Hot Chip - Freakout/Release Music Album Reviews

Hot Chip - Freakout/Release Music Album Reviews
Treating music as something like a homeopathic remedy, Freakout/Release joins doubt with deliverance over the cleansing pulse of a disco beat.

On the title track of Hot Chip’s eighth album, Alexis Taylor makes a startling confession: Music isn’t really doing it for him anymore. Against a claustrophobic backdrop of throbbing robo-disco, he frets, “Music used to be escape/Now I can’t escape it.” He runs down a litany of woes—music is ubiquitous, oppressive, ignorable—and arrives at a crisis of faith: “I’m losing my taste for this feeling/Give me a sign I can start to believe in.”

If this momentary crack in Taylor’s worldview is surprising, it’s because Hot Chip have always radiated the glow of kids eagerly biking home from the record store bearing the hottest 12" in the latest genre. Throw a dart at one of their lyric sheets, and you’re likely to hit a line about “a sound that resonates” or “the joy of repetition,” or a reference to lovers rock or Vanity 6. “Freakout/Release” is no different in that regard; the opening vocoder refrain evokes UK techno group LFO’s 2003 dancefloor bomb “Freak,” making it an easter egg for leftfield clubbers of a certain age.

Inspired in part by Hot Chip’s live cover of the Beastie Boys’ “Sabotage,” “Freakout/Release” is one of the loudest songs in the band’s catalog to date, and stylistically one of the most out of character. But it’s also the spiritual centerpiece of an album about grown-up aches wrapped in the unbridled energy of eternal youth. Treating music as something like a homeopathic remedy, Freakout/Release joins doubt with deliverance over the cleansing pulse of a disco beat.

This isn’t the first time they’ve sung about these kinds of themes; a quick skim of past reviews suggests that Hot Chip have been making their grown-up album since at least 2010’s One Life Stand. But Freakout/Release is clouded by specific pains, both societal and personal. Their last album, 2019’s A Bath Full of Ecstasy, was meant to simulate immersive bliss, but things didn’t quite work out; it was overshadowed by the death of co-producer Philippe Zdar, then a medical scare on tour; then, just nine months after the album’s release, nightlife came to a screeching halt, all that ecstatic bathwater going cold during the angst-ridden COVID-19 lockdowns.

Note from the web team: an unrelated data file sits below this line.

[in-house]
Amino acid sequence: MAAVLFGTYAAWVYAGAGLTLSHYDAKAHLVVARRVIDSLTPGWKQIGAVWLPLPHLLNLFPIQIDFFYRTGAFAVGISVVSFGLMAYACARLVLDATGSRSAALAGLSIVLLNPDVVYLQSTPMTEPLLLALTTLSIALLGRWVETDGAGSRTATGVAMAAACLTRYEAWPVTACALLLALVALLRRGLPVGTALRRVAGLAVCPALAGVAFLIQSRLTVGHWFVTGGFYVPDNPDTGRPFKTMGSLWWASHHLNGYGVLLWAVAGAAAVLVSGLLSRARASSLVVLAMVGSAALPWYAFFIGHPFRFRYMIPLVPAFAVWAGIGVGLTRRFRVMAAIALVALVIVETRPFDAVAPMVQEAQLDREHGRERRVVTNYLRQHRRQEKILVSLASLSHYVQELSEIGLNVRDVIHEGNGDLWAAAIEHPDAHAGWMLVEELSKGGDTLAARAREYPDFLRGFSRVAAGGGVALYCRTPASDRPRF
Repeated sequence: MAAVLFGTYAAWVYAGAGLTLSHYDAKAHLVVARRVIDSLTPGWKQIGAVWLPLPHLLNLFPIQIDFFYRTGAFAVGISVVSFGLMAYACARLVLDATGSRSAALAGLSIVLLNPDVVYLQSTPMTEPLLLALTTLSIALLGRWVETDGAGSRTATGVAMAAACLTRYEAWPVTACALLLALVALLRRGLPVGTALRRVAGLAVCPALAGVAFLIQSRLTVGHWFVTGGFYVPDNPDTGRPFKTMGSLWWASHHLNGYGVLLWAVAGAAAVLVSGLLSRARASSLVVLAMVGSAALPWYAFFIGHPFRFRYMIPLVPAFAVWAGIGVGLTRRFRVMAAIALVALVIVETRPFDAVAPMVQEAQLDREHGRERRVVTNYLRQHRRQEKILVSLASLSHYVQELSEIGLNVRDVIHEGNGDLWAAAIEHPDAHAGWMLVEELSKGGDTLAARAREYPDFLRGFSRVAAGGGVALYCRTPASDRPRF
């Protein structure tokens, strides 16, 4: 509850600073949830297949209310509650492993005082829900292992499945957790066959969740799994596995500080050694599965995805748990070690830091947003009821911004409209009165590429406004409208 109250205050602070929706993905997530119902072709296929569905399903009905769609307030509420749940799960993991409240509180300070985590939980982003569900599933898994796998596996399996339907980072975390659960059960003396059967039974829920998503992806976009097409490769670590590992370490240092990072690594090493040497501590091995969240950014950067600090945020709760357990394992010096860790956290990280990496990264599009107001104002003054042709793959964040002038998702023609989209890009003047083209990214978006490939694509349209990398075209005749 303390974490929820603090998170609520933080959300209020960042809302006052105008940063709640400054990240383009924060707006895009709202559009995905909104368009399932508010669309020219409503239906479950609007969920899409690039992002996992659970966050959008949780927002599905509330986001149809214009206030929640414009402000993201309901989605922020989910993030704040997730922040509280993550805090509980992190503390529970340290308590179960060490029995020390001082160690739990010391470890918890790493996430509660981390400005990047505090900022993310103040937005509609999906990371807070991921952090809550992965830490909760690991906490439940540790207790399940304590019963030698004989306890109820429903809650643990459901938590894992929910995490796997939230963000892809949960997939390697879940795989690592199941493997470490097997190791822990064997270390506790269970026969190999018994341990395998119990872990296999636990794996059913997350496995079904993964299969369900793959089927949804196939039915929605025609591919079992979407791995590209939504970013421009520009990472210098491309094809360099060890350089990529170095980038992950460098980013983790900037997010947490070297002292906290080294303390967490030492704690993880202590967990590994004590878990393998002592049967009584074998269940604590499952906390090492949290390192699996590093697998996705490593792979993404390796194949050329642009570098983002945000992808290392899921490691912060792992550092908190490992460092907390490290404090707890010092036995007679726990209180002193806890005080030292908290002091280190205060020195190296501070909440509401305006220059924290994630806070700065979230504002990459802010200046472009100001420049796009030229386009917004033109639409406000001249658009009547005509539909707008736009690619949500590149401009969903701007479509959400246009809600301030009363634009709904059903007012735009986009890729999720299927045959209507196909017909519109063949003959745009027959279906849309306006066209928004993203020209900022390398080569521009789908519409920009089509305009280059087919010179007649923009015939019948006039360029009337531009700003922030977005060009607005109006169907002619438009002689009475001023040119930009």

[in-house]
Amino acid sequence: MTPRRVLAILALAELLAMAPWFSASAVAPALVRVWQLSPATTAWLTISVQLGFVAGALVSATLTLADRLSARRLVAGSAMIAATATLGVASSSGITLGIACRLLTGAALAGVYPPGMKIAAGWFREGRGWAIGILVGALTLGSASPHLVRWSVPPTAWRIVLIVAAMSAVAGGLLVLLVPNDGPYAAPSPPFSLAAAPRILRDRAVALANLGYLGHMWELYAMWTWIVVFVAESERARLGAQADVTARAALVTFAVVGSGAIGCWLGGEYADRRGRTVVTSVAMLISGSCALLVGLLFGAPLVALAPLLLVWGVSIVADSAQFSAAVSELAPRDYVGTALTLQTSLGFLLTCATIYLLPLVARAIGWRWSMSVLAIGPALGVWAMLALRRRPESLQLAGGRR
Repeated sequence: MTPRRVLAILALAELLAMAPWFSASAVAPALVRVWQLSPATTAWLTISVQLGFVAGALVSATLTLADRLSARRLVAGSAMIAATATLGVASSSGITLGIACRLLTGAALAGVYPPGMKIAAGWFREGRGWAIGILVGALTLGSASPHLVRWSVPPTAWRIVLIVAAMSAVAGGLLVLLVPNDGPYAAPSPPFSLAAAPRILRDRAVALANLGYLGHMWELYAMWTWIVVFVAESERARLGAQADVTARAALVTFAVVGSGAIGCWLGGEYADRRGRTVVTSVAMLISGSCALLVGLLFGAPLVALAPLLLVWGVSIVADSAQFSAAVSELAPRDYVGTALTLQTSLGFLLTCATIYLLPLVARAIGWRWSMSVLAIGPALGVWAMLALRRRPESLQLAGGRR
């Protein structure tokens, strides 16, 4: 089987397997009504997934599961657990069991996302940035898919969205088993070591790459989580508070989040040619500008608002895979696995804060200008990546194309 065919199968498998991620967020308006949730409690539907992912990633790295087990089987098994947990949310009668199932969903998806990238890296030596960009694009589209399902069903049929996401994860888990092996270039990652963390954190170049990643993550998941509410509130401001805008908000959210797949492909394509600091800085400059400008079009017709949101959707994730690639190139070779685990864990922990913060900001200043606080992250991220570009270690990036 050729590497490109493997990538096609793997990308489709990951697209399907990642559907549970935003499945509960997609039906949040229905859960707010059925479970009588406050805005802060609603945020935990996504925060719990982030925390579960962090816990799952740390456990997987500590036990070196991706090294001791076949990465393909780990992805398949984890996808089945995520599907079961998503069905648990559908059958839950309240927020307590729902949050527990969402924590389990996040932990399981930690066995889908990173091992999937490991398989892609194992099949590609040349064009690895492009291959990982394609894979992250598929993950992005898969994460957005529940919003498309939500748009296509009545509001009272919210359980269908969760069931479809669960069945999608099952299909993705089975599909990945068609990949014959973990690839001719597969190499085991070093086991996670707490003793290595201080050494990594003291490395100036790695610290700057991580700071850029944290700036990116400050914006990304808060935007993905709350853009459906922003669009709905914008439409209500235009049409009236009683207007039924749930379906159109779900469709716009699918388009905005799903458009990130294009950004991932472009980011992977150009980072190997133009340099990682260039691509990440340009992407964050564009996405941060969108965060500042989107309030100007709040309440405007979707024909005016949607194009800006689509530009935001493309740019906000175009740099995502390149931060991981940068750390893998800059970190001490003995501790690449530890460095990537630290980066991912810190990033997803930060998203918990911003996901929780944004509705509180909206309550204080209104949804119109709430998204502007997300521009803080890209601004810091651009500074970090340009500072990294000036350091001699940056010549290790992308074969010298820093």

Freakout/Release constitutes a reset. Much of the album is outwardly about pleasure: of dancing, of togetherness, of physical contact and sex. Recorded in the London studio that Al Doyle set up during the pandemic, it’s the first Hot Chip album to be written from scratch by the full band all in the same room, and its sound reflects that pooling of energies, full of exuberant dance rhythms and arrangements that burst at the seams. The opening “Down,” anchored by a roof-raising ’70s funk sample from the Universal Togetherness Band, is a life preserver tossed by a DJ into a sea of existential desperation. The rushing “Time” arrays a tick-tocking house groove in heart-in-mouth trance synths and laser zaps. Virtually every inch of tape seems to bend under the weight of all the things they throw at it. The audacious and exceptionally fun “Guilty” is a mid-tempo anthem that riffs on big-budget ’80s pop like Van Halen, Yes, and Peter Gabriel, as well as, obliquely, Tom Waits; the closing “Out of My Depth” starts out with a muted meditation on depression, but by the end it’s practically levitating, sounding like a soundclash between Spiritualized and Stereolab.